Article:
Dad: So, how can this all be implemented in “real life” or is it just a load of fanatics trading photos of monkeys?
Me: For anyone who’s keeping up with the technology, the future of NFTs is absolutely mindboggling. One example is how they will revolutionize the art industry. The Animals Red List NFT project has drawn massive amounts of attention to its cause through the release of unique digital art. A competition was even held to come up with a slogan to be made into a huge billboard in Tel Aviv.
More Than Just a One-Trick Pony
NFTs are going to play a vital role in the ongoing expansion of Web3 services. Japan’s government recently announced its plans to enter the Web3 world and harness the power of NFTs and has so far kicked off an incentive for mayors who support the growth and spread of digital technologies by awarding them with NFTs. One noticeable step is using NFTs to replace badges at events. Attendees are issued a Proof of Attendance Protocol (POAP NFTs) that certify their attendance at the event. Plans in the pipework include digitizing passports, which represents a massive move into Web3 and, if successful, would be very quickly replicated around the globe. The Romanian National Institute for Research & Development in Informatics (ICI Bucharest) recently announced its plans to create a state NFT platform, which would make it possible to create, store, and process documents in an NFT blockchain-based format. These documents would include birth certificates, driver’s licenses, and property title documents. Such an initiative is a first for the EU, although that being said, the EU already has plans in the works for the launch of a digital euro (CBDC), which will be tested in 2023.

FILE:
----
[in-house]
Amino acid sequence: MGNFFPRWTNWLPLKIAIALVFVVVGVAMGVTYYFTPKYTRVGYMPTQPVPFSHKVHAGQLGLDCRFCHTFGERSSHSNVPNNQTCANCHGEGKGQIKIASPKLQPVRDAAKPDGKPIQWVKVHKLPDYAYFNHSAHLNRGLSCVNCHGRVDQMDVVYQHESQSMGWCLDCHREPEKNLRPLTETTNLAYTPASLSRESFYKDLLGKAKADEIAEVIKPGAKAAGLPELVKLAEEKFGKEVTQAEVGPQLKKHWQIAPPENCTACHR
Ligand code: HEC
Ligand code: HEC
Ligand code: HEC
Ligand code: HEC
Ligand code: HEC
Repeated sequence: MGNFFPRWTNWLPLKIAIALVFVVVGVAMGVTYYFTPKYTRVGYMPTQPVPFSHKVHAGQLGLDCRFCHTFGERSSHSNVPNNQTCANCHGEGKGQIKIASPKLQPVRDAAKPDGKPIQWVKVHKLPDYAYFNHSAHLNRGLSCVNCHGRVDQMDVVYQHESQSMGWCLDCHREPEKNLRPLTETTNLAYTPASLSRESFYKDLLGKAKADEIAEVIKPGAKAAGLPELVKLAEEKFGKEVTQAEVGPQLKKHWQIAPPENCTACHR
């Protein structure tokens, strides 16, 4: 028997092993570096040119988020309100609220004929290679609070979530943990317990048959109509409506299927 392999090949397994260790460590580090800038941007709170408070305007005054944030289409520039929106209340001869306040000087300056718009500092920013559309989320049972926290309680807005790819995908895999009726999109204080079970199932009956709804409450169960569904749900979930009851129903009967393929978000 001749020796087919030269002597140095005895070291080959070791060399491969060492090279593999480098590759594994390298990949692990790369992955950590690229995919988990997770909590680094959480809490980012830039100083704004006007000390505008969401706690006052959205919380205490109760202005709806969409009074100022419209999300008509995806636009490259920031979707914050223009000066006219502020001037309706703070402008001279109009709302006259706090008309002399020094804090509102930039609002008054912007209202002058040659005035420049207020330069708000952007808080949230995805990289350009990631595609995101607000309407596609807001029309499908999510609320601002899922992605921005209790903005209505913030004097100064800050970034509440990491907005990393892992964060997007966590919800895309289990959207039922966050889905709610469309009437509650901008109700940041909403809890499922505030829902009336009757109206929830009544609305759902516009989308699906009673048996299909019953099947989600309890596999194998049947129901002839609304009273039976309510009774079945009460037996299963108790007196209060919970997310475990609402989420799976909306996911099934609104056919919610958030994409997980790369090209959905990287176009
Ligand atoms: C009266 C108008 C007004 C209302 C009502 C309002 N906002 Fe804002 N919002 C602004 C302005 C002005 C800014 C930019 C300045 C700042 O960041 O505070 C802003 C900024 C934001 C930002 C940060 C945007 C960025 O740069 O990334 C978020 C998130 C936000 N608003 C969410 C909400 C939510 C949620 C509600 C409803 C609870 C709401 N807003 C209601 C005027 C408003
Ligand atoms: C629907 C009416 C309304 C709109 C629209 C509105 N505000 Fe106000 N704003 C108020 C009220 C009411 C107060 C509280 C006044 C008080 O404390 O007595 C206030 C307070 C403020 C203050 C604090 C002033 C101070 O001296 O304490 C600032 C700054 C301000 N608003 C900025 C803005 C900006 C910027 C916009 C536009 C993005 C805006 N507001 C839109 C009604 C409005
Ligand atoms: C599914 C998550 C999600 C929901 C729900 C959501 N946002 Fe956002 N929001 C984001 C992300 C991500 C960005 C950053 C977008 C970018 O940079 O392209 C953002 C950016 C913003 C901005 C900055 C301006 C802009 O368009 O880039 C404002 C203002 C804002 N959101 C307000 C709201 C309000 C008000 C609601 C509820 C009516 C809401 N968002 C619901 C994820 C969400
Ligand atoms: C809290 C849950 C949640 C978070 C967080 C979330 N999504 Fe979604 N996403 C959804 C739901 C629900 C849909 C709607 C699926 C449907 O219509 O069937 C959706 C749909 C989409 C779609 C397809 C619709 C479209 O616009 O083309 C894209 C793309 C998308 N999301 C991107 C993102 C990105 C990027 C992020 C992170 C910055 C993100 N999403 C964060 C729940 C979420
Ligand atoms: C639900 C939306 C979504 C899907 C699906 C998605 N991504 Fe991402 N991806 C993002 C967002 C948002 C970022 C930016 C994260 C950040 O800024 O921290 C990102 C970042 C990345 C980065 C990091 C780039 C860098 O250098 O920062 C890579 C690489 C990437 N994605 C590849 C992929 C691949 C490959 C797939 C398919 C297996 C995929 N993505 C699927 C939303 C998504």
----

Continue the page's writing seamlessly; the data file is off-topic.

Out with the Old, in with the New
The conversation pretty much fizzled out after this point, however, this glimpse into the understanding of digital assets reflects a similar picture around the world. Therefore, to draw a close, NFTs are the new kid on the block. Remember when QR codes appeared on the scene? I recall the confusion and dismay people felt at having a code jampacked of information. However, back then, people didn’t think about whipping out their phones to access this information. Now you don’t need menus at restaurants — simply scan the QR code. Excursions around a city? A simple scan of your phone and you’ll have a detailed tour in multiple languages at your fingertips. We even use QR codes for any kind of ticket as opposed to a physical paper one. In my opinion, the issue here is not the massive risk and volatility of digital assets, rather it’s a question of misinformation and confusion riding on the back of the crypto and Web3 hype — throw in the metaverse and the misunderstanding around what it is and we’ve got a full-scale breakdown of communication. I could simply put it down to generational differences, stoking up the fires of GenZ vs Millenials vs Boomers, yet I really believe it is a case of understanding the purpose of such technology. Just like with QR codes, as soon as a clear and concrete use emerges, the rapid adoption of NFTs will soon follow.